History never repeats itself, only rhymes; Will young Americans address this unspoken divide? Pt.3

by Anthony Beltran

Young voters today express distaste for the two-party system we have adopted. In recent polling by Pew Research Center, de-alignment between the two major parties is reflected with “…interest in having more political parties is higher among younger Americans than older adults…47% say it describes their views extremely well or very well…compar[ed] with 35% of those ages fifty to sixty-four and just 23% of those sixty-five and older”.

However, as much of a majority opinion they may hold, it will take acts of significance to create any desired change. The change that younger generations are looking for may not come into effect for years, decades even. The most important question we should ask ourselves is what can we do today to bring us to our ideal tomorrow?

What if there was a potential outcome of a failure to address a hostile and divided Congress, where could we see this two-party system lead? According to Gordon Heltzel and Kristin Laurin in the Elsevier Public Health Emergency Collection, there are two outcomes we may face: Polarization will be a self-reinforcing cycle that will continue to increase, or Polarization has finally reached its apex, plateauing and on its downward trend.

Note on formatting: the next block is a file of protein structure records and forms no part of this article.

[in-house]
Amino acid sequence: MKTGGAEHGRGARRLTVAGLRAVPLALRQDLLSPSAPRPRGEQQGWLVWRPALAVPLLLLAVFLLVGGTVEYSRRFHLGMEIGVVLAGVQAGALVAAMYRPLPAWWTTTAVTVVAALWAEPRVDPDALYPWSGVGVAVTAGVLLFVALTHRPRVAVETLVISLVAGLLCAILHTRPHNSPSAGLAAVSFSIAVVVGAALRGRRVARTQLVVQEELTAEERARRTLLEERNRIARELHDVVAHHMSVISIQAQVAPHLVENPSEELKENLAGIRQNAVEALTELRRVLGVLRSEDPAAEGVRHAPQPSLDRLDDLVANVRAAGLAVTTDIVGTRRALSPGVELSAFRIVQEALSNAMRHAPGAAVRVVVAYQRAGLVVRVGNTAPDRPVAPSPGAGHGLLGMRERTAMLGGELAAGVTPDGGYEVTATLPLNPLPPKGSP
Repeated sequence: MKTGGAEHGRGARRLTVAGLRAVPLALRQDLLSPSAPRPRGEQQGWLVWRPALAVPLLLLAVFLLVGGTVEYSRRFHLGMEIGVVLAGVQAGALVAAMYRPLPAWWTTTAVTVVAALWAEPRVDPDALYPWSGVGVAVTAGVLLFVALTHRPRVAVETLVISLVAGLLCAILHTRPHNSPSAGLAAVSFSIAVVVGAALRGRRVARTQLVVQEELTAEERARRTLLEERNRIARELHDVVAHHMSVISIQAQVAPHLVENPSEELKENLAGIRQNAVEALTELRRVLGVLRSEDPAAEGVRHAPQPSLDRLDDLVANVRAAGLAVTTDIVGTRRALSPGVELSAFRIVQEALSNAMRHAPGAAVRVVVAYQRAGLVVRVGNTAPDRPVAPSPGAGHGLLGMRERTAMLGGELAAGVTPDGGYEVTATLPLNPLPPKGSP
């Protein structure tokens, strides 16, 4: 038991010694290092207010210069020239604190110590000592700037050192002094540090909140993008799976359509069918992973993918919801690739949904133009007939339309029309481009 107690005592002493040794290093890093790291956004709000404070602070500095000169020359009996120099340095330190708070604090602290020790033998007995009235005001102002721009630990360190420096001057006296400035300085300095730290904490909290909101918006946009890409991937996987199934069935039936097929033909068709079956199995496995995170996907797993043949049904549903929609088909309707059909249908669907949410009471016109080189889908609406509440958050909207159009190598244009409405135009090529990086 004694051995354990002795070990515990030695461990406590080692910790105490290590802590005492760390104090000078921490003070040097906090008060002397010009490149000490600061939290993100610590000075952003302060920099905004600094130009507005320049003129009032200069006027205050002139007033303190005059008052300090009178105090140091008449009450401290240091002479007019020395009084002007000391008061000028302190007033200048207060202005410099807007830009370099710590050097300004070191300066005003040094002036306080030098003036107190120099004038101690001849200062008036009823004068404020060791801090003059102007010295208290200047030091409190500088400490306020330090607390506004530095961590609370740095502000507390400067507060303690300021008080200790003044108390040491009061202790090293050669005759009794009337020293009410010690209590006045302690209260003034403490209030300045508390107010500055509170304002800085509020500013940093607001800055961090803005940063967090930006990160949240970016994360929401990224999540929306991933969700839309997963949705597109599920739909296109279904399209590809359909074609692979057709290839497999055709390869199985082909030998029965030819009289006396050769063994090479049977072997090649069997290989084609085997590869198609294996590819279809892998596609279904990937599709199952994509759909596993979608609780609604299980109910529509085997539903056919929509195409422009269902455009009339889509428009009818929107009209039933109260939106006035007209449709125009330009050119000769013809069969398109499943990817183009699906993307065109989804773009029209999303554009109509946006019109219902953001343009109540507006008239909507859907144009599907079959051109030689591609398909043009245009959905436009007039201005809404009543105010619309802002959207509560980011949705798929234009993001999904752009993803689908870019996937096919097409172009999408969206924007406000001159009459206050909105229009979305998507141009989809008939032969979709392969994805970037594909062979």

Both authors explore the polarization of party ideology, divisive policy terms, and extensive media coverage of the extreme idealists of each party. They describe that a “disproportionately vocal minority may skew people’s perceptions of the modal views on each side.” Political interactions are meant to be factual-based discussions, not berating opponents with insults. This is a recurring thought in Liberals according to Heltzel and Laurin, stating, “…they believe political closed-mindedness is unintelligent and morally wrong, and reject co-partisans who refuse to consider opposing views….” Laurin and Heltzels’ hypothetical outcomes stated earlier may be likely, but there could be a third prediction.

Before there may be any long-term change to the discourse in Congress, the Democratic party may be faster to change its political discourse over time, but with the current growth of Conservative and Republican ideologies throughout Congress and the American Public, we will more than likely see a slower shift in political discourse coming from Republican parties.

It may be decades before we see both parties share similar objective goals again. Still, until then the middle ground will stay fringe territory leaving more young voters desiring a system where they no longer need to choose.